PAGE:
Lisbon Lux Records Celebrates Five Years of Local Electronic Pop

When trying to get a record label off the ground, patience really is a virtue.

That’s the belief at least of Julien Manaud, co-founder of local independent label Lisbon Lux Records, which has made a name for itself in Montreal for the past five years, serving up some of the best in electronic pop in both of Canada’s official languages.

Patience is such a hallmark for Manaud that albums delivered by the label’s artists require months of preparation for choreographing their launch to ensure maximum exposure. Quite a few album release dates have been pushed back to achieve this goal.

“I think patience is what I learned in the last five years,” says Manaud with a laugh when reminiscing about the label’s slow but sure evolution. “If a journalist or an agent or someone you want to work with is not ready to work with you or with your project, well, don’t be frustrated about that; it means it’s not the right time, and just don’t be discouraged, and continue what you like and what you put trust in.”

But times have changed since the label’s inception, which Manaud co-founded after unsuccessfully trying to shop around the demo of the label’s first act, Le Couleur (whose Steeven Chouinard is the label’s other co-founder). Lisbon Lux’s roster has garnered much success in its hometown, and has even managed to gain a small yet growing international presence.

That success has not gone to Manaud’s head, as he has to constantly be on the lookout and adapt to the never-ending fluctuations experienced by the music industry.

“When I’m going to conferences and I see even big labels, they say every year the strategy changes, the new media changes,” says Manaud. “Now it’s Spotify, but it was not the case five years ago. What about in five years? We don’t know.”

Even as platforms like Spotify and Bandcamp have given artists easier ways to bypass the label system to promote their creations, Manaud is skeptical of the long-term success that can be gained from an artist going at it alone. A label’s team can focus on the less glamorous but vital administrative tasks involved in promoting an artist’s work, which Manaud contends is the best way for an artist to make the leap to greater heights.

“It’s very rare and hard to develop everything by yourself, because you can’t do everything by yourself,” Manaud reasons. “You can’t be your own booker, your own producer, own manager, own publisher. It takes a lot of people to organize everything.

“It’s something I like to say, but every time I meet an artist who pretends to do everything, the music is rarely good [laughs].”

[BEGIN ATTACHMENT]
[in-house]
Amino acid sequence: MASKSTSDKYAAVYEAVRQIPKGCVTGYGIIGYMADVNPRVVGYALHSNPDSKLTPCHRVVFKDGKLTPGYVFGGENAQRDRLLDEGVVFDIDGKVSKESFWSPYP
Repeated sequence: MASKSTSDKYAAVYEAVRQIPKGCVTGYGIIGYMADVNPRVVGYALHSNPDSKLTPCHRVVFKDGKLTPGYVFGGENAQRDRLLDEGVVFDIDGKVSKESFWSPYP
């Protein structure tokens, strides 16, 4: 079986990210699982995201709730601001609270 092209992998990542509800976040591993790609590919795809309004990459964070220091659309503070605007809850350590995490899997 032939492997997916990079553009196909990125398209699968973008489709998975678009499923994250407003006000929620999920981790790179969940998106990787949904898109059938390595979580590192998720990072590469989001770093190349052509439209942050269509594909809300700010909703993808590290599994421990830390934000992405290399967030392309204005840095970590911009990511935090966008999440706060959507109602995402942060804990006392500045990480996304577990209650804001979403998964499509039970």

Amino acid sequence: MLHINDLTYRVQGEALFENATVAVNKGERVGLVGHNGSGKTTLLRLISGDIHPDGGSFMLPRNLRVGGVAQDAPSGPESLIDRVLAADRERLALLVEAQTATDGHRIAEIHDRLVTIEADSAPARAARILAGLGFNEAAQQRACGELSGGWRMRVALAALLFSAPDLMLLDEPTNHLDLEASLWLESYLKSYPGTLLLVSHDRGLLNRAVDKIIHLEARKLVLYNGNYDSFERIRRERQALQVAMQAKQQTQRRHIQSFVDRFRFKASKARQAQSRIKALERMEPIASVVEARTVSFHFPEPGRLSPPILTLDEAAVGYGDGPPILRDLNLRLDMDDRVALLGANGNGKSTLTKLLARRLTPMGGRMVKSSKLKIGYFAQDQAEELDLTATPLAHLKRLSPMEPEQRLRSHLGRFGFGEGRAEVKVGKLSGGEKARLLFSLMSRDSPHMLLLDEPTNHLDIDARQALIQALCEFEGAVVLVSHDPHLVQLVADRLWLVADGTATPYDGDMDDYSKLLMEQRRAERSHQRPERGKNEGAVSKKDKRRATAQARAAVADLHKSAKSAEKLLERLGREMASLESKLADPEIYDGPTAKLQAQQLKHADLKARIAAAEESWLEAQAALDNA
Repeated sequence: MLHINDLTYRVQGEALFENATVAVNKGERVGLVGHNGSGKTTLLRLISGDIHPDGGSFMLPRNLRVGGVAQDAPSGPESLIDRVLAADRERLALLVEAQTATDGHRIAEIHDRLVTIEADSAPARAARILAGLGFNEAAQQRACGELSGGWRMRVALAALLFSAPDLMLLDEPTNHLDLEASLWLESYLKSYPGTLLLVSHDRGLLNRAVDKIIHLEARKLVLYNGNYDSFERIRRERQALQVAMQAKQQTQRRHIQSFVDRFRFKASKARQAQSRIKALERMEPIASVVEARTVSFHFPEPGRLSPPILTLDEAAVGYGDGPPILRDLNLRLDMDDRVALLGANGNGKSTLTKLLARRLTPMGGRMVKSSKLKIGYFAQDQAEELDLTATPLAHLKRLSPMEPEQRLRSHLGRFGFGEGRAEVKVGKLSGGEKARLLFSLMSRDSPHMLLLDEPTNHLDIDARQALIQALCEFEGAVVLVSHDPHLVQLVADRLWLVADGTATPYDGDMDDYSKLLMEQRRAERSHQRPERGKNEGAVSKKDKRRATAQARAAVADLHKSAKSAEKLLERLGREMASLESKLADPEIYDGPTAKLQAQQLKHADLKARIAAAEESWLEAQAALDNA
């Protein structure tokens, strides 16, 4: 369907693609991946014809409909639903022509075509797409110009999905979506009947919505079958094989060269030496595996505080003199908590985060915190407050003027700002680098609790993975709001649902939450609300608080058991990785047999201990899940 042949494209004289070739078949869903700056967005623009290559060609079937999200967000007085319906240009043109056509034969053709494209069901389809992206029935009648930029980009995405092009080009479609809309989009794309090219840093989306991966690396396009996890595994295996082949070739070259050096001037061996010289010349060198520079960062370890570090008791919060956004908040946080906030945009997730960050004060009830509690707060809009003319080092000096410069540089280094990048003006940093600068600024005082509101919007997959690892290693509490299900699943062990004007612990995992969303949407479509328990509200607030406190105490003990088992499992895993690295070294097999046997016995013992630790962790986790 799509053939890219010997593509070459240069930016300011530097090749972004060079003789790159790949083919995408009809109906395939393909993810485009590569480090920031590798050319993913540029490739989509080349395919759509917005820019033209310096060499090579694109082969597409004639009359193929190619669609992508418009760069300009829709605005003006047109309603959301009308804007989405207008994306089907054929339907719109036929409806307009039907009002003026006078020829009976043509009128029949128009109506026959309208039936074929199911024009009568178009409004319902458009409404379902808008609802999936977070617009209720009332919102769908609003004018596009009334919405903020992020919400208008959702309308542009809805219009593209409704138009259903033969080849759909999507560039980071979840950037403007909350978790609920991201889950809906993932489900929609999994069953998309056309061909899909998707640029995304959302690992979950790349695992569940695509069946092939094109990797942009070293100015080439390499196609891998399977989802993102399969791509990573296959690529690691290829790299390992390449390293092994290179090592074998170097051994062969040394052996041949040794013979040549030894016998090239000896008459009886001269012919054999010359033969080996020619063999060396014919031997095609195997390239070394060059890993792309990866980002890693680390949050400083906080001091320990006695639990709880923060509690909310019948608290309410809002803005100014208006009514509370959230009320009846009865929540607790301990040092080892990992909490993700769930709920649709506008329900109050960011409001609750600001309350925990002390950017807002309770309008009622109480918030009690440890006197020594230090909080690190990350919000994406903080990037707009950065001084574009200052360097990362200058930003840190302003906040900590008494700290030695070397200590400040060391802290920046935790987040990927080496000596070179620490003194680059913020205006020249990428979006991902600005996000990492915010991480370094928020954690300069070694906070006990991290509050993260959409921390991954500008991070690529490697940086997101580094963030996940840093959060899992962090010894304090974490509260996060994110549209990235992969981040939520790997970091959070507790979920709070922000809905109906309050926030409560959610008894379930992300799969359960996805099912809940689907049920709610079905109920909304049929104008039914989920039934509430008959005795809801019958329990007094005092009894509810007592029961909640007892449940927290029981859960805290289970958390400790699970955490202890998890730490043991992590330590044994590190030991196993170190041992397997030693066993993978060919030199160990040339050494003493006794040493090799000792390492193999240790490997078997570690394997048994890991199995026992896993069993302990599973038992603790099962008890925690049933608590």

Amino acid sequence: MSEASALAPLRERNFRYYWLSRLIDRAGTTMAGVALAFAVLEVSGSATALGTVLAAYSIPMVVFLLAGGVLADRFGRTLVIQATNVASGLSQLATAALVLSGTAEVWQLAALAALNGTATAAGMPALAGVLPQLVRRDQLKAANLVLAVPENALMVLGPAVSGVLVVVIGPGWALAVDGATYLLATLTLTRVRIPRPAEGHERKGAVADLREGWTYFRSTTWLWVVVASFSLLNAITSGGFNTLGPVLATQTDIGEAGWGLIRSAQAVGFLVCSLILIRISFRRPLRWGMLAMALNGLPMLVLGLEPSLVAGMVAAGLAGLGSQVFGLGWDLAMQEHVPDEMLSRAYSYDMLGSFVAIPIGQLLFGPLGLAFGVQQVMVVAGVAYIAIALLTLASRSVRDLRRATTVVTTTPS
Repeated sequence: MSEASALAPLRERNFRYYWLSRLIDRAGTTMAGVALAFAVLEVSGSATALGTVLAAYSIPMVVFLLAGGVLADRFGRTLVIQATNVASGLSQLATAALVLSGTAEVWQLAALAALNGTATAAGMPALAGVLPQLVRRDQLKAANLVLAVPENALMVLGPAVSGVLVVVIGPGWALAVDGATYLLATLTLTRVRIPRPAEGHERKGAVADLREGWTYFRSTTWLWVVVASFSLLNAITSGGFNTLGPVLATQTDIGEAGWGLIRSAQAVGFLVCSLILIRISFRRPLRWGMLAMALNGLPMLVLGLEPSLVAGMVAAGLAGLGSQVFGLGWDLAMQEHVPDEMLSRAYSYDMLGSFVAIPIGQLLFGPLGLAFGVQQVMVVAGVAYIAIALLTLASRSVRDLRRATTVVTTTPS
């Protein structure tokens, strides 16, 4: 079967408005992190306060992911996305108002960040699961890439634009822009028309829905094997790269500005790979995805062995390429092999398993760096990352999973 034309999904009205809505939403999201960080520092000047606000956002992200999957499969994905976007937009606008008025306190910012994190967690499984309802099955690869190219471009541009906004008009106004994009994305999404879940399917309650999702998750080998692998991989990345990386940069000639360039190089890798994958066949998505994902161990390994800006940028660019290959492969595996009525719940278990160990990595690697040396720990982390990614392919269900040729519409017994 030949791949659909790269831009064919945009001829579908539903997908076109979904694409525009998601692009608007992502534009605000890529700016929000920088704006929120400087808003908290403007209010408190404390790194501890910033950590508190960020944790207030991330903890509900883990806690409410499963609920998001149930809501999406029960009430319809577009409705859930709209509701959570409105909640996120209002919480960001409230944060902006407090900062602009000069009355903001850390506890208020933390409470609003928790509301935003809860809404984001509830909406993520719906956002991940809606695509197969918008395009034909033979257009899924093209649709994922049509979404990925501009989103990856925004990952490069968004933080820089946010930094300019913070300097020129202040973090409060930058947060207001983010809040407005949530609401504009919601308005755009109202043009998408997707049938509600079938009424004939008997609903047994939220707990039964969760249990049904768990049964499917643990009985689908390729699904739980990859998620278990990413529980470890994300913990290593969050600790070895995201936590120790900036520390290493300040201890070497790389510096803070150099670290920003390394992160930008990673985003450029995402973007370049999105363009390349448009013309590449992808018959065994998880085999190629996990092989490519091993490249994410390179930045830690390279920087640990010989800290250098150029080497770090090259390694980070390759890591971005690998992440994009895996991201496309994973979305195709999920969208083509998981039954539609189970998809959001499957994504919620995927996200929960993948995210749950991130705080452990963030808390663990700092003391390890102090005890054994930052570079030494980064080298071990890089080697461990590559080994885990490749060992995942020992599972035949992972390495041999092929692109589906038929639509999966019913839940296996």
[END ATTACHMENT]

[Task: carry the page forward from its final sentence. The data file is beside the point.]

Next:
As proof of both his perspective on the value of labels and Lisbon Lux’s own increasing reputation as a hub for electronic pop, Manaud notes the label receives 50 demos per week, with Manaud trying as much as possible to listen and respond to each request even if they’re ultimately passed on.

“I hate the situation when a band is waiting for the answer from the label and they never heard [back] about it, because I was an artist for 15 years, and I used to send my music and I really like when people took the time to answer,” Manaud elaborates. “I’m trying to answer every time, and even if I don’t like it, I explain ‘this is not my jam, it’s not close enough [to] the Lisbon Lux sound, but maybe you should contact this label or this label, or you can do that or do that.’ Even if I say no I can see they appreciate that I took the time to listen to the music.”

In terms of what has set Lisbon Lux apart from other Montreal labels, Manaud credits fostering an identity based on musical style rather than traditional linguistic divisions. That disregard for pursuing support from only one linguistic network has lead Manaud to seek out attention from anyone who would listen.

“I just decided to go everywhere, and I was knocking in Toronto, knocking everywhere and saying ‘Hey guys, we have a cool label. It’s not a language label; it’s more about the sound.’”

Manaud even described it as his “mission actually, I’m really trying to put my artists, French or [English] to the global market.”

While his goal of breaking down language barriers is becoming increasingly fruitful, there are still challenges to keep an eye on crossing into the halfway point of a decade’s existence. In particular, Manaud seeks to maintain a slice of the streaming pie for Lisbon Lux amid the subsuming co-option of services like Spotify by major labels.

 “It’s a bit sad in a way, [...] at one time they were not fighting for digital, so we were happy to play in this court between small labels,” says Manaud.

However, running a label does have its joys. Having previously thrown parties for Lisbon Lux’s anniversaries, it’ll be no different this year, with the label’s fifth birthday being celebrated at the recently opened Station F-MR. The summer public square, decked out with repurposed metro cars, will serve as a stage for four artists on the label’s roster, and Manaud figured June festivities would be an attractive alternative to past anniversaries.

“The party was in February and March in the past years, which was a bit sad because it was winter,” says Manaud. For this year, it was decided that “we’re going to wait until the summer and do something more summery.”

However, Manaud’s original idea for the anniversary involved paying tribute to the French duo that was the inspiration for the label’s ethos.

“We wanted to play live the Moon Safari album from Air, with every musician from Lisbon Lux,” Manaud says excitedly. But the sheer logistics of the concept, not to mention raising a baby, proved to be a bit too much to pull off. “We kind of [said] ‘okay, let’s forget this project, maybe for the 10 years [laughs].’”

Lisbon Lux Records celebrates its fifth anniversary with performances by Beat Market, Le Couleur, Paupière, and Radiant Baby on Saturday, June 30 at Station F-MR (Allée des Barges) at 6:00 PM, $20.